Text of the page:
Friday, March 17, 2006

The Stallman Experience

Richard StallmanIt's not often that members of technocrati converge in Belfast for a conference on Free and Open Source Software. Even less common for the event to be free, include free refreshments and lunch, and operate a self-registration scheme - based on a wiki!

Attendees at the FOSS Means Business event fell into two categories:

  1. Those with long beards, long hair and techie-sloganed T-shirts, hard core programmers who are paid-up members and evangelists of the free/open source movement. (Women in this camp - and there were a good number in attendance - had the long hair, but lacked the long beards!) They were all eager and positively excited to listen to their bearded and Rapunzel-like hero - Stallman.
  2. The other half of the audience were more sober and less worshipful. They came from universities and IT departments/companies across Ireland. Suits & ties, smart casual, but no T-shirts.
Outside view of SpiresInside main hall of SpiresThe main hall at Spires Conference Centre is resplendent with its stone columns, organ pipes and stained glass windows. It's better known to some as the headquarters of the Presbyterian Church in Ireland, and site of the annual General Assembly week in June, bringing together 1,300 ministers and delegates from across Ireland for their annual conference.

A suitable venue to sit at the feet of visionaries and listen to their tales and wisdom.

So what did we learn from Richard Stallman?
  • He went through his four software freedoms, numbered 0 to 3 - oh, and the "free" in free software refers to freedom rather than cost.
  • He'd some interesting points about sharing being at the heart of community.
  • He reminded us that he started the GNU project back in 1984 - unbelievably over 20 years ago - though he missed out some of the interesting history about the early rivalries in his MIT lab.
  • He dealt with the issue of why it should be called GNU/Linux or GNU+Linux, but certainly not just Linux on its own.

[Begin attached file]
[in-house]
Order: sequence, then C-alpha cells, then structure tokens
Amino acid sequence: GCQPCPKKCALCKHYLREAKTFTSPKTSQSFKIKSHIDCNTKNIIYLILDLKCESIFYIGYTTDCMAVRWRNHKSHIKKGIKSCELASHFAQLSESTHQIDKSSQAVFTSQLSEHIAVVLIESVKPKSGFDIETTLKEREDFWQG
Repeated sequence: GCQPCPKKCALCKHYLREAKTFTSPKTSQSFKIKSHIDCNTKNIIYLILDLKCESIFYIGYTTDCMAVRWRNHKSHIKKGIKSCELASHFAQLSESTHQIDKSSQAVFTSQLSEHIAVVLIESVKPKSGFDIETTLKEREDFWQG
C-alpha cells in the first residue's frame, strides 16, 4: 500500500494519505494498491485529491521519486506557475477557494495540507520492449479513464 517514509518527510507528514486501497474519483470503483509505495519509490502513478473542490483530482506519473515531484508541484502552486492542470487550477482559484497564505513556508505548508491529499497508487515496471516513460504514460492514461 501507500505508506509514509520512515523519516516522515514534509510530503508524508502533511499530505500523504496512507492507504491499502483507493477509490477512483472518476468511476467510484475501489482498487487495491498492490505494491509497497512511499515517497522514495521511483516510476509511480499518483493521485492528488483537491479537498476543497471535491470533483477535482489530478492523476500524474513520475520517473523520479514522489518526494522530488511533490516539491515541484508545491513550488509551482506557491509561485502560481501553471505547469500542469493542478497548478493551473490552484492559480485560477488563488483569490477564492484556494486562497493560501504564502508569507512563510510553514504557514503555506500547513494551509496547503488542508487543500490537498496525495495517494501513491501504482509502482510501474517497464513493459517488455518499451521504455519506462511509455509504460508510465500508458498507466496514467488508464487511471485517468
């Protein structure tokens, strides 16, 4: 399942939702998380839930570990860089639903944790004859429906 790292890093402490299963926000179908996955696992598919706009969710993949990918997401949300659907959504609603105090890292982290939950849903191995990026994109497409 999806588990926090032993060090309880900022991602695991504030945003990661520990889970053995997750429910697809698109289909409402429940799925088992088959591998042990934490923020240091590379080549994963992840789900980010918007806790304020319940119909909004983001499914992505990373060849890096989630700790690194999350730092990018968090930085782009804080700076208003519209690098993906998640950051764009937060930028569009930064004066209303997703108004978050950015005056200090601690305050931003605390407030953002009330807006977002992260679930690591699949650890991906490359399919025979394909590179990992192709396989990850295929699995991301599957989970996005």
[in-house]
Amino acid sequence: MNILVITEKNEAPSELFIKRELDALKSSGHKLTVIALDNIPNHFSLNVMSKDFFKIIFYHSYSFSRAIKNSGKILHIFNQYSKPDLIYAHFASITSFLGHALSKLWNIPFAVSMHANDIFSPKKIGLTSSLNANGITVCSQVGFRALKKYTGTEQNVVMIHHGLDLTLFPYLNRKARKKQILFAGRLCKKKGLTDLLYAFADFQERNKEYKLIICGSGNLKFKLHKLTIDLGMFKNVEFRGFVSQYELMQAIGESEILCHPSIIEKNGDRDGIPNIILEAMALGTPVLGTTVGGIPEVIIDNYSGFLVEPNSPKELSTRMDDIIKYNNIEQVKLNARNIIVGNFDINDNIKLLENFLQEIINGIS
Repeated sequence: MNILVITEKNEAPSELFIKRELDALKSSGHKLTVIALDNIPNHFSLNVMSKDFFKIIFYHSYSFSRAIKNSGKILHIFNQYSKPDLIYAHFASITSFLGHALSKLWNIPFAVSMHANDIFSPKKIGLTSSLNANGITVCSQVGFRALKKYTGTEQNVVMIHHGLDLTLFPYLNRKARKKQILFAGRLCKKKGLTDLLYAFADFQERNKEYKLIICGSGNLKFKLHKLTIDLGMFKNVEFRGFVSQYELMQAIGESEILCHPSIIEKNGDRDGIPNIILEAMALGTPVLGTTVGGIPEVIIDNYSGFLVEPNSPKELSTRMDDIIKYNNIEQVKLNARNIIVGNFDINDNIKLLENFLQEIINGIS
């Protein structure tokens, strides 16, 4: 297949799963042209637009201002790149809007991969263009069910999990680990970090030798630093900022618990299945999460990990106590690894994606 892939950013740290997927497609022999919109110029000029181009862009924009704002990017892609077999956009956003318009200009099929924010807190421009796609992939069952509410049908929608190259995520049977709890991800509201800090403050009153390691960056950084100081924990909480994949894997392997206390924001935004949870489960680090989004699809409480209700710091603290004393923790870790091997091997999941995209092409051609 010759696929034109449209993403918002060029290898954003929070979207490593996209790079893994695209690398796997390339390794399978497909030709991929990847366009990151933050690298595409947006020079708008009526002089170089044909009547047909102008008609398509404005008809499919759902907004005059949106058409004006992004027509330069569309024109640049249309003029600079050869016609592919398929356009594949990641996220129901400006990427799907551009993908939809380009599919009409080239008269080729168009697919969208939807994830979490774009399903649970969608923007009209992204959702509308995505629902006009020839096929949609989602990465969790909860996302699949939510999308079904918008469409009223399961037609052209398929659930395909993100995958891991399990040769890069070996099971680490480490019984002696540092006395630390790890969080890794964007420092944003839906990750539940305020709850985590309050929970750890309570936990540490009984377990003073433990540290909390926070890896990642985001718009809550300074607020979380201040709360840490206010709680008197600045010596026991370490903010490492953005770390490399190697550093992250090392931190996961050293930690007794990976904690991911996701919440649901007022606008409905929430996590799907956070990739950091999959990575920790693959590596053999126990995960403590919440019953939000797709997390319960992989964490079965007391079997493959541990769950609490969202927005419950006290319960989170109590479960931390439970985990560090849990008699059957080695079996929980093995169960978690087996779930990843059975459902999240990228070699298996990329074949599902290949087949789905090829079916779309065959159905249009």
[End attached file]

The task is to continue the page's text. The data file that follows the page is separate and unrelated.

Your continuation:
• And he reaffirmed why he doesn't warm to Linus Torvalds' relaxed opinions on free/open source software - sounded like he feels Linus is too liberal and leading us down a slippery slope!
  • And he ended by donning his gown and disc-hat to become St IGNUcius, a Saint in the Church of Emacs - which whipped one half of the audience up to a frenzy, and left the rest looking bemused.

Stallman celebrated his 53rd birthday at Friday's conference - pity no one was enthusiastic enough to start a rendition of Happy Birthday.

Disappointingly, I heard little that wouldn't have jumped off pages of the GNU or Free Software Foundation (FSF) websites. Stallman's ego is a little too large on stage, and his insight doesn't quite line up with today's business realities and direction - perhaps he's spent too long directing GNU and FSF to keep up with the industry? He half-told a story of how on arriving at the airport in Belfast he picked a fight with airport security over something trivial - hardly surprising given his extremist views of software! Even more disappointing, I missed most of the rest of the other speakers.

Google were there giving out colourful pens and light-up badges. Pity that Google didn't send Vint Cerf up instead - he spoke recently at Google's European HQ in Dublin. As one of the "fathers of the internet" (he defined the IP protocol), his ideas and experiences would be well worth a listen.

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UPDATE 30 March 2006 - a review of the full conference has been published in the Linux Journal by Paul Barry of the Institute of Technology in Carlow, Ireland.

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